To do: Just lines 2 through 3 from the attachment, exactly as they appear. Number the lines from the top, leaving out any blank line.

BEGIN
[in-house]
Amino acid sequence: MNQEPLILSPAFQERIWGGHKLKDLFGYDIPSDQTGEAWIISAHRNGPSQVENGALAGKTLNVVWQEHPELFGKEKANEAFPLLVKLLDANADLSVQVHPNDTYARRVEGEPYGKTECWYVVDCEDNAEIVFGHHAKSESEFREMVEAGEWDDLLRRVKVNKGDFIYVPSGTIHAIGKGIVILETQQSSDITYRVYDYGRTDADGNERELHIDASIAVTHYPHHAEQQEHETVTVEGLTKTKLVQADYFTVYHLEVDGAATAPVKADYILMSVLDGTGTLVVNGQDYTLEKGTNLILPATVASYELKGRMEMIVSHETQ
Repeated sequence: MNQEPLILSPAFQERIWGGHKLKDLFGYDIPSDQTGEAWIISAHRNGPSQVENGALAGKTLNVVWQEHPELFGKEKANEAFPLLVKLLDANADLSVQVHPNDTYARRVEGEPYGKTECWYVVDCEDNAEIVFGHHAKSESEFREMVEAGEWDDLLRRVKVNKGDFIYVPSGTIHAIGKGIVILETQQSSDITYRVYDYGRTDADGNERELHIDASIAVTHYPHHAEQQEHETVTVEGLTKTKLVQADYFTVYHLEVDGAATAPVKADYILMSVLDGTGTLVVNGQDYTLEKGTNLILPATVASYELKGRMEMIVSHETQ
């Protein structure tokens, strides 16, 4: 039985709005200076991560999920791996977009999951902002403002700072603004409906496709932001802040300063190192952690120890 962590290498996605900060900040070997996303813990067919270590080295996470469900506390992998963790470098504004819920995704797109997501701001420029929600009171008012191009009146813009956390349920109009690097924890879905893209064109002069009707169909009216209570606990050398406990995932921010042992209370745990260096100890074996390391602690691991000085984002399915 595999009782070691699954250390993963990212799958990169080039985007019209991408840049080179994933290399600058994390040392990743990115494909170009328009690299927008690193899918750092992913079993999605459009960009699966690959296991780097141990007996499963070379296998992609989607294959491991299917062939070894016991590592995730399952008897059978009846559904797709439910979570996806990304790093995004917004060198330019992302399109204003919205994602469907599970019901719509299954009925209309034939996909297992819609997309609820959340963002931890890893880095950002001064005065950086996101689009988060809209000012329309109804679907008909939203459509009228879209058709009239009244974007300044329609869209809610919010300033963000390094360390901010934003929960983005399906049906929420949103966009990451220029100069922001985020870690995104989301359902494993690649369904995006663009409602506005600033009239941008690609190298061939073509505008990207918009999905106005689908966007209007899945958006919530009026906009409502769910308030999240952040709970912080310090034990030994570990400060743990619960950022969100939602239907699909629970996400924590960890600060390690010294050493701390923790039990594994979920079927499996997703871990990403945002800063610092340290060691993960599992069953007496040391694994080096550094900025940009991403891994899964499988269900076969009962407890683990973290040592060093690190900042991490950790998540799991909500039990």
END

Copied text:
Amino acid sequence: MNQEPLILSPAFQERIWGGHKLKDLFGYDIPSDQTGEAWIISAHRNGPSQVENGALAGKTLNVVWQEHPELFGKEKANEAFPLLVKLLDANADLSVQVHPNDTYARRVEGEPYGKTECWYVVDCEDNAEIVFGHHAKSESEFREMVEAGEWDDLLRRVKVNKGDFIYVPSGTIHAIGKGIVILETQQSSDITYRVYDYGRTDADGNERELHIDASIAVTHYPHHAEQQEHETVTVEGLTKTKLVQADYFTVYHLEVDGAATAPVKADYILMSVLDGTGTLVVNGQDYTLEKGTNLILPATVASYELKGRMEMIVSHETQ
Repeated sequence: MNQEPLILSPAFQERIWGGHKLKDLFGYDIPSDQTGEAWIISAHRNGPSQVENGALAGKTLNVVWQEHPELFGKEKANEAFPLLVKLLDANADLSVQVHPNDTYARRVEGEPYGKTECWYVVDCEDNAEIVFGHHAKSESEFREMVEAGEWDDLLRRVKVNKGDFIYVPSGTIHAIGKGIVILETQQSSDITYRVYDYGRTDADGNERELHIDASIAVTHYPHHAEQQEHETVTVEGLTKTKLVQADYFTVYHLEVDGAATAPVKADYILMSVLDGTGTLVVNGQDYTLEKGTNLILPATVASYELKGRMEMIVSHETQ